📒 The End Of White Politics by Zerlina Maxwell

Genre : Political Science
Publisher : Hachette Books
ISBN_10 : 9780306873591
Copyright Year : 2020-07-07
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In the entire history of the United States of America, we've never elected a woman as our president. And we've only had one president who was not a white man. After working on two presidential campaigns (for Barack Obama and Hillary Clinton), MSNBC political analyst and SiriusXM host Zerlina Maxwell gained first-hand knowledge of everything liberals have been doing right over the past few elections--and everything they are still doing wrong. Ultimately, these errors worked in President Donald Trump's favor in 2016; he effectively ran a campaign on white identity politics, successfully tapping into white male angst and resistance. In 2020, after the Democratic Party's most historically diverse pool of presidential candidates finally dwindled down to Joe Biden, once again an older white man, Maxwell has posed the ultimate question: what now, liberals? Fueled by Maxwell's trademark wit and candor, The End of White Politics dismantles the past and present problems of the Left, challenging everyone from scrappy, young "Bernie Bros" to seasoned power players in the "Billionaire Boys' Club." No topic is taboo; whether tackling the white privilege that enabled Mayor Pete Buttigieg's presidential run, the controversial #HashtagActivism of the Millennial generation, the massive individual donations that sway politicians toward maintaining the status quo of income inequality, or the lingering racism that debilitated some Democratic presidential contenders and cut their promising campaigns short, Maxwell pulls no punches in her fierce critique. However, underlying all of these individual issues, Maxwell argues that it's the "liberal-minded" party's struggle to engage women and communities of color--and its preoccupation with catering to the white, male working class--that threatens to be its most lethal shortfall. The times--and the demographics-are changing, and in order for progressive politics to prevail, we must acknowledge our shortcomings, take ownership of our flaws, and do everything in our power to level the playing field for all Americans. The End of White Politics shows exactly how and why progressives can lean into identity politics, empowering marginalized groups, and uniting under a common vision that will benefit us all.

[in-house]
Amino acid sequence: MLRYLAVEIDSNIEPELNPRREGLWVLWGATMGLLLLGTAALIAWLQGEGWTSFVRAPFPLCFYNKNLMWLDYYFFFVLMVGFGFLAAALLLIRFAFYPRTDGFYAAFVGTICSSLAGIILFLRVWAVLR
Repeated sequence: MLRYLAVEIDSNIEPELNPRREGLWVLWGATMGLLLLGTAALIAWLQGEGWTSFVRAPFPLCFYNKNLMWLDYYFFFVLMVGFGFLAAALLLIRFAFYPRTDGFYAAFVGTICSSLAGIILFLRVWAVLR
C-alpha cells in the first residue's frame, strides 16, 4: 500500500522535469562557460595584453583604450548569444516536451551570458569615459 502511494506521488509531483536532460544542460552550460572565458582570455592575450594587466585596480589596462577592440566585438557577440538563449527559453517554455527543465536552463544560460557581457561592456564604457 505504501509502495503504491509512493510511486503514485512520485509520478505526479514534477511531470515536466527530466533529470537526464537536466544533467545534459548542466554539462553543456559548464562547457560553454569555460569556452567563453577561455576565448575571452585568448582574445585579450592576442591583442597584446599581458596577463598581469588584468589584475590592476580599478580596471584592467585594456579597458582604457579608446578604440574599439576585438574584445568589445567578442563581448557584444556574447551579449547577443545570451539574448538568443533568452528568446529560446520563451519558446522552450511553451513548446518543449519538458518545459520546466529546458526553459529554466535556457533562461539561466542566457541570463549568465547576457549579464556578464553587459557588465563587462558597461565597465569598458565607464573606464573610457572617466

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📒 Adapt Or Die by Robert A. Schrire

Genre : South Africa
Publisher : Foreign Policy Assn
ISBN_10 : UOM:39015028455874
Copyright Year : 1991
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Genre : Political Science
Publisher : Routledge
ISBN_10 : 9781315483634
Copyright Year : 2016-09-16